Oil prices drop, traders weigh a rising number of COVID-19 attacks

Oil prices dipped lower at the fourth trading session of the week, as traders are now weighing the ever-rising number of COVID-19 cases and the impact on global energy demand against a fifth consecutive week of declines in US oil production.

The number of global COVID-19 cases surpassed 90.87 million as of Jan. 12, according to Johns Hopkins University data.

What you should know

  • At press time, Brent oil futures slumped by 0.16% to $55.97 and West Texas Intermediate futures edged lower by 0.15% to $52.83. Both major oil benchmarks however remained above the $50 mark.
  • The oil market’s recent bullish rally took a halt as the stronger dollar and the ever-present gasoline supply overhang offset the drying up of U.S. crude inventories.

Stephen Innes, Chief Global Market Strategist at Axi, in a note to Bigwig FX, spoke on OPEC+ intentions coupled with the world’s largest economy crude oil stockpiles’ macro:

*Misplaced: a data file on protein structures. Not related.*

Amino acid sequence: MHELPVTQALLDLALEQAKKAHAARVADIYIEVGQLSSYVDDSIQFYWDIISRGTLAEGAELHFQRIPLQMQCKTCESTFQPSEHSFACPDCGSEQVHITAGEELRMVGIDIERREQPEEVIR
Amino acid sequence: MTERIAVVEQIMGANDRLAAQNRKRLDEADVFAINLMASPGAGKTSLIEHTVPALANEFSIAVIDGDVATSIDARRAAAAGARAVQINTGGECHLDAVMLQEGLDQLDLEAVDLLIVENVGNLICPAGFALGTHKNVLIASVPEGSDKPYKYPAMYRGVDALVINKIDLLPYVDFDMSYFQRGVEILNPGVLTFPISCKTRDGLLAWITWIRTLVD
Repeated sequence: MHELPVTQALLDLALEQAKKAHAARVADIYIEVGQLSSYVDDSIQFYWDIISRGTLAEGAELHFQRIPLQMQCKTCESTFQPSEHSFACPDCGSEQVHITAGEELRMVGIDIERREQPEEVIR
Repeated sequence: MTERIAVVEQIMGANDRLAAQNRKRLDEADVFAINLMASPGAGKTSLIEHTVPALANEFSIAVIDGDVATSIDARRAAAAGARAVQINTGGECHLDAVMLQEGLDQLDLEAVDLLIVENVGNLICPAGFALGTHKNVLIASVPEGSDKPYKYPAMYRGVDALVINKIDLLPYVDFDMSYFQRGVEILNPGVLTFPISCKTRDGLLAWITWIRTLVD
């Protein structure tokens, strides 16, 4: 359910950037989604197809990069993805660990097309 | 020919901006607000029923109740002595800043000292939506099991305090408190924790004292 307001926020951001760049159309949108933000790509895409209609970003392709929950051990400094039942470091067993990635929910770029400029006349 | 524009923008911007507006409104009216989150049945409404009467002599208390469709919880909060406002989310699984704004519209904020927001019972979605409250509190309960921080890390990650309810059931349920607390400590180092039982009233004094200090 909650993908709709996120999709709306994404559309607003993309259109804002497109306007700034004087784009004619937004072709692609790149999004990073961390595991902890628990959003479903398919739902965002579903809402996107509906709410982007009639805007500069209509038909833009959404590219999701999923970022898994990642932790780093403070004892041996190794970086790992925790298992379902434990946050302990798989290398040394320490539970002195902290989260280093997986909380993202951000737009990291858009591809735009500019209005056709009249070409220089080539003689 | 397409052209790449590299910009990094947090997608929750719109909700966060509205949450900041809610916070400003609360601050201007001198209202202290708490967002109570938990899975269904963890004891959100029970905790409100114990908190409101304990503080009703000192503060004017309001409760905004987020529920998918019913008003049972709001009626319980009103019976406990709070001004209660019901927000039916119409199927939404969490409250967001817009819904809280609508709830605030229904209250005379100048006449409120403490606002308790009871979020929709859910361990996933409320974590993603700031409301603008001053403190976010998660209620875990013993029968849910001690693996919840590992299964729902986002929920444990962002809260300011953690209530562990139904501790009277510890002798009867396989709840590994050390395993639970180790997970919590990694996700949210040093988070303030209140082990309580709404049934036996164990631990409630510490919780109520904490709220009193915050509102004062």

“Oil market sizzling rally likely took a hiatus as the stronger dollar and the omnipresent gasoline supply overhang offset the evaporating US crude inventories capping both primary benchmarks under key psychological and technical inflexion points.

“Even before the not so rosy gasoline read on the US Department of Energy (DOE) report, this gnawing temporal disconnect was weighing on market sentiment with spot miraculously trading better now than they were before the pandemic.”

What to expect

  • Oil is still pricing in a great deal of optimism linked to the roll-out of Covid-19 vaccines, but any negative development would prompt a sharp negative reaction.
  • Still, demand will gradually improve as more folks get vaccinated, and the supply side is under control thanks to OPEC+ and Saudi Arabia’s continued efforts.



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